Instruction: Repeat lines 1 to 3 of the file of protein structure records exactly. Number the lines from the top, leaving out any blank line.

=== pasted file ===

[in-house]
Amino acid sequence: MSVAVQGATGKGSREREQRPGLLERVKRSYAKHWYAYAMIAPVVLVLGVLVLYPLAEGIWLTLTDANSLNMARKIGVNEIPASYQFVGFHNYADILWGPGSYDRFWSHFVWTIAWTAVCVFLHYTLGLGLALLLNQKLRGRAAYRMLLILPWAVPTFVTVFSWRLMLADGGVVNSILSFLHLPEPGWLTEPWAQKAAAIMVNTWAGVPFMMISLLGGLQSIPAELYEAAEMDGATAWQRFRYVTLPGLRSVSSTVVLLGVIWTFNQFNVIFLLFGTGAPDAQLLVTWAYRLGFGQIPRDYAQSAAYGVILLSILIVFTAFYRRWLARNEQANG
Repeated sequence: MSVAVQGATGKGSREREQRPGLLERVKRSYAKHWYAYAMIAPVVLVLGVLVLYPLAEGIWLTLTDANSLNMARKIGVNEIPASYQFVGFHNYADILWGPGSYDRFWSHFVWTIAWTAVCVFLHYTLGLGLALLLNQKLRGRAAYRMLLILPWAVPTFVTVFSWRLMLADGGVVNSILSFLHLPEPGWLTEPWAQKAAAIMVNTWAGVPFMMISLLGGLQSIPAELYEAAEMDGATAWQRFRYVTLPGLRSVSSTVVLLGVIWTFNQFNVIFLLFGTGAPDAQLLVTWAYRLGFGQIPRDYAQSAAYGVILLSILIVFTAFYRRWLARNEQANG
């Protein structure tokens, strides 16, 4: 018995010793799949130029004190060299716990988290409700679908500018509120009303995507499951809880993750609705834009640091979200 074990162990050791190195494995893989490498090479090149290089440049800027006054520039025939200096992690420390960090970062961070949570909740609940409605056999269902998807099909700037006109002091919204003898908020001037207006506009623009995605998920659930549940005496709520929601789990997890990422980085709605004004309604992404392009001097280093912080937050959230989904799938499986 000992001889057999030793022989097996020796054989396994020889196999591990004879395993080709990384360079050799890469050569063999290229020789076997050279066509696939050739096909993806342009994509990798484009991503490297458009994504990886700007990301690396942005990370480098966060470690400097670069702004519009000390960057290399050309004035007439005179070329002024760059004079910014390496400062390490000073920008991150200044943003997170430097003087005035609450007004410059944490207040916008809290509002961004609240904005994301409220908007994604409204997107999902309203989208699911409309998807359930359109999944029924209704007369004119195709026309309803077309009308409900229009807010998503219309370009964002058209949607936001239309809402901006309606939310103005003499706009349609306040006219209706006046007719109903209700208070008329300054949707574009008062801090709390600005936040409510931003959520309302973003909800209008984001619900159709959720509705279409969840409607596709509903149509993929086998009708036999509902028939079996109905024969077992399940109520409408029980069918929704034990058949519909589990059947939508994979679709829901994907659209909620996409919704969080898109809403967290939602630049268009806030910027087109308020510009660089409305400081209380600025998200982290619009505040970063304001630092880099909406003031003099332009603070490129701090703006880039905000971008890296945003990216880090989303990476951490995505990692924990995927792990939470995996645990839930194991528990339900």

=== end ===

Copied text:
[in-house]
Amino acid sequence: MSVAVQGATGKGSREREQRPGLLERVKRSYAKHWYAYAMIAPVVLVLGVLVLYPLAEGIWLTLTDANSLNMARKIGVNEIPASYQFVGFHNYADILWGPGSYDRFWSHFVWTIAWTAVCVFLHYTLGLGLALLLNQKLRGRAAYRMLLILPWAVPTFVTVFSWRLMLADGGVVNSILSFLHLPEPGWLTEPWAQKAAAIMVNTWAGVPFMMISLLGGLQSIPAELYEAAEMDGATAWQRFRYVTLPGLRSVSSTVVLLGVIWTFNQFNVIFLLFGTGAPDAQLLVTWAYRLGFGQIPRDYAQSAAYGVILLSILIVFTAFYRRWLARNEQANG
Repeated sequence: MSVAVQGATGKGSREREQRPGLLERVKRSYAKHWYAYAMIAPVVLVLGVLVLYPLAEGIWLTLTDANSLNMARKIGVNEIPASYQFVGFHNYADILWGPGSYDRFWSHFVWTIAWTAVCVFLHYTLGLGLALLLNQKLRGRAAYRMLLILPWAVPTFVTVFSWRLMLADGGVVNSILSFLHLPEPGWLTEPWAQKAAAIMVNTWAGVPFMMISLLGGLQSIPAELYEAAEMDGATAWQRFRYVTLPGLRSVSSTVVLLGVIWTFNQFNVIFLLFGTGAPDAQLLVTWAYRLGFGQIPRDYAQSAAYGVILLSILIVFTAFYRRWLARNEQANG